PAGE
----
- The Washington Times - Wednesday, September 20, 2000

Cocaine seizure an Arkansas record

LITTLE ROCK, Ark. More than 10 tons of cocaine valued by authorities at $125 million was confiscated from a transport truck in what Arkansas authorities said yesterday was the largest cocaine seizure in the state's history.

Randy Ort, spokesman for the state's Department of Transportation, said state highway policemen were inspecting a tractor-trailer rig on Interstate 30 near Hope, Ark., when they uncovered processed cocaine hidden in a shipment of cantaloupes.

The truck driver and a passenger, both believed to be Oklahoma residents, were arrested and jailed in the town of Hope.

Girl Scouts sued by male employee

NEW YORK A graphic designer for the Girl Scouts has filed a discrimination lawsuit accusing the organization of denying him job promotions because he is a man, according to court records made public yesterday.

Joseph Picca's lawsuit says that during his 15 years working at the Girl Scouts' New York headquarters, he was denied one promotion and barred from applying for two others.

Leonard Flamm, Mr. Picca's attorney, said he will seek class-action status for the case to include the approximately 115 male employees at Girl Scouts corporate headquarters.

It will not include the numerous councils throughout the nation that deal directly with scouting activity, he said.

Intruder gets into Blair House

An intruder made his way into the official U.S. guest residence opposite the White House on a day Indian Prime Minister Atal Behari Vajpayee was staying there last week, the U.S. Secret Service said yesterday.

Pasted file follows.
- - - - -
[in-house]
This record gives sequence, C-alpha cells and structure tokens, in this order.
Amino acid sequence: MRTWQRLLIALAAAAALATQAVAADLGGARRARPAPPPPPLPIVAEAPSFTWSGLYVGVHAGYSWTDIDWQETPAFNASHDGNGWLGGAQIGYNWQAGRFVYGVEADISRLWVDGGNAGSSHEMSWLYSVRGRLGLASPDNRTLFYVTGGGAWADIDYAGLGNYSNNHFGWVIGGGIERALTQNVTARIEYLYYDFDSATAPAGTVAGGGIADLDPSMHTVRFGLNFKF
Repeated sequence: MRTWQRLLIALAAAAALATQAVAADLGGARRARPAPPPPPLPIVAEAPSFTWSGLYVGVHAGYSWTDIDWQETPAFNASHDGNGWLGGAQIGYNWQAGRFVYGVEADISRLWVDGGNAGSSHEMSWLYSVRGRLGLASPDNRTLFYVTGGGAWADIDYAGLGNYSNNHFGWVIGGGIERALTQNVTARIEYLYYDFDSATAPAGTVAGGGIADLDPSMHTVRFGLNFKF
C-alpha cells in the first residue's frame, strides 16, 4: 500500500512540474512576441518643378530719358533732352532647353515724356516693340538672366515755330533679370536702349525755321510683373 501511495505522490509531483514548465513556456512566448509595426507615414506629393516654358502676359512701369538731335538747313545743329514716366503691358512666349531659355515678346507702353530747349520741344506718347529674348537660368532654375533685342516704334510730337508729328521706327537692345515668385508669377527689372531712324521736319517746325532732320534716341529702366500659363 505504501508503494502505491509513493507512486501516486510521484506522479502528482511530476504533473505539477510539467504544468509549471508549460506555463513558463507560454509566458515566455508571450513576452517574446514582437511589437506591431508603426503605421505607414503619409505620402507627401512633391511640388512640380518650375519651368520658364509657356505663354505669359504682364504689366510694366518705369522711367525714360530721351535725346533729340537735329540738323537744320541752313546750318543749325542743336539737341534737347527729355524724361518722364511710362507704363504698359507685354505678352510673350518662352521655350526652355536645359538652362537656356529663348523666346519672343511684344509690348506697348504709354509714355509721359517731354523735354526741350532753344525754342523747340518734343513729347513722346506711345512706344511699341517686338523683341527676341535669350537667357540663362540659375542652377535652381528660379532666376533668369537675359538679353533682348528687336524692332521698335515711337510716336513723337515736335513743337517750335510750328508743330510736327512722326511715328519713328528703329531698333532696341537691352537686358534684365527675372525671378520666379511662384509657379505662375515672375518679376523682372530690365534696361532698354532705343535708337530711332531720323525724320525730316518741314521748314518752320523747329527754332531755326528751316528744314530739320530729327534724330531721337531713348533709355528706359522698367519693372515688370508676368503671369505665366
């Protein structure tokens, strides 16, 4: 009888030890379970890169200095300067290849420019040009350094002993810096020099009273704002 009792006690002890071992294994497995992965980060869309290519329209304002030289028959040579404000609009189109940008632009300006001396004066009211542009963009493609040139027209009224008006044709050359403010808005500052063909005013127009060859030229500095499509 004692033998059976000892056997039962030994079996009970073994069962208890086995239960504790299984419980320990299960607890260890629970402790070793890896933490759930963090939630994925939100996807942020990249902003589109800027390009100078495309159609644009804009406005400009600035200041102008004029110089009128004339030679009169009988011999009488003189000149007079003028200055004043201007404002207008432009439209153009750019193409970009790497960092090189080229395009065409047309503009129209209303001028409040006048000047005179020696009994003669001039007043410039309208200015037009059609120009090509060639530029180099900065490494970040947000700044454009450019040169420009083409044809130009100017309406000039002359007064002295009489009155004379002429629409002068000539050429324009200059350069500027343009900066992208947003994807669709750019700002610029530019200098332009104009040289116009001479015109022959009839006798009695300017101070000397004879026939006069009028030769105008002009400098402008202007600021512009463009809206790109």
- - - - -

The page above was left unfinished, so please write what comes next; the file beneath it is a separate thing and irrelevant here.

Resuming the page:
Secret Service spokesman Mark Connolly said the intruder, identified as Dipal Pandya, was arrested Saturday evening on a unlawful entry charge at the Blair House guest residence.

"The incident is under investigation. The prime minister was not in the Blair House at the time and was not in any danger," Mr. Connolly said.

Mr. Vajpayee stayed at the house Saturday night and was under Secret Service protection during his visit to the United States, Mr. Connolly said. He declined to comment on the security arrangements for Blair House.

Mr. Pandya, 27, of Matewan, N.J., was charged with a misdemeanor count of unlawful entry and released on his own recognizance. A trial was set for Oct. 31 in D.C. Superior Court, said Channing Phillips, a spokesman for the U.S. attorney for the District of Columbia.

Portland's immigration chief to retire soon

PORTLAND, Ore. The city's top Immigration and Naturalization Service official, under fire for the agency's treatment of foreign visitors, will retire in two weeks, the agency announced yesterday.

Elected officials called for the resignation of David Beebe, 55, last month after a Chinese businesswoman was forced to undergo a strip search and was jailed for two days after inspectors incorrectly thought her passport might have been altered.

During Mr. Beebe's watch, the city was dubbed "Deportland" by some Asians because of reports of unfair treatment of Japanese and other travelers at Portland International Airport.

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